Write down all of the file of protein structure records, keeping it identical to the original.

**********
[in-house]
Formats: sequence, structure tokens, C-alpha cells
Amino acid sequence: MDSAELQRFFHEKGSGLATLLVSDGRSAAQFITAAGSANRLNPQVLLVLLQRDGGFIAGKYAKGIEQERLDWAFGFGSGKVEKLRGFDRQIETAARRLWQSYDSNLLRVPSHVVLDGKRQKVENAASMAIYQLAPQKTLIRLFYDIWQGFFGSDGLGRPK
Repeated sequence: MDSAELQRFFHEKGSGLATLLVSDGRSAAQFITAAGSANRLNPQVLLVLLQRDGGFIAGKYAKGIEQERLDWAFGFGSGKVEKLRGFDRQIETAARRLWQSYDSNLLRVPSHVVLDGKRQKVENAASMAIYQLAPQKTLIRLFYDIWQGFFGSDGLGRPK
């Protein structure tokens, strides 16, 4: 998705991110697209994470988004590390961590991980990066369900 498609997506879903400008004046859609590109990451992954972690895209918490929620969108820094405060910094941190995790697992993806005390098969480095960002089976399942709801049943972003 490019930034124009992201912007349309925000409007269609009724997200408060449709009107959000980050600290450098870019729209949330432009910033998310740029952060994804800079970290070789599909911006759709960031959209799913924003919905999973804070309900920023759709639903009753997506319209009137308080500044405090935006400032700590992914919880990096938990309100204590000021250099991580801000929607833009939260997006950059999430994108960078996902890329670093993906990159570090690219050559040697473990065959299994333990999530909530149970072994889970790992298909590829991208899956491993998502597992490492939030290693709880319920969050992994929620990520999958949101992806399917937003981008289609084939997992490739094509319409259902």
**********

[in-house]
Formats: sequence, structure tokens, C-alpha cells
Amino acid sequence: MDSAELQRFFHEKGSGLATLLVSDGRSAAQFITAAGSANRLNPQVLLVLLQRDGGFIAGKYAKGIEQERLDWAFGFGSGKVEKLRGFDRQIETAARRLWQSYDSNLLRVPSHVVLDGKRQKVENAASMAIYQLAPQKTLIRLFYDIWQGFFGSDGLGRPK
Repeated sequence: MDSAELQRFFHEKGSGLATLLVSDGRSAAQFITAAGSANRLNPQVLLVLLQRDGGFIAGKYAKGIEQERLDWAFGFGSGKVEKLRGFDRQIETAARRLWQSYDSNLLRVPSHVVLDGKRQKVENAASMAIYQLAPQKTLIRLFYDIWQGFFGSDGLGRPK
């Protein structure tokens, strides 16, 4: 998705991110697209994470988004590390961590991980990066369900 498609997506879903400008004046859609590109990451992954972690895209918490929620969108820094405060910094941190995790697992993806005390098969480095960002089976399942709801049943972003 490019930034124009992201912007349309925000409007269609009724997200408060449709009107959000980050600290450098870019729209949330432009910033998310740029952060994804800079970290070789599909911006759709960031959209799913924003919905999973804070309900920023759709639903009753997506319209009137308080500044405090935006400032700590992914919880990096938990309100204590000021250099991580801000929607833009939260997006950059999430994108960078996902890329670093993906990159570090690219050559040697473990065959299994333990999530909530149970072994889970790992298909590829991208899956491993998502597992490492939030290693709880319920969050992994929620990520999958949101992806399917937003981008289609084939997992490739094509319409259902």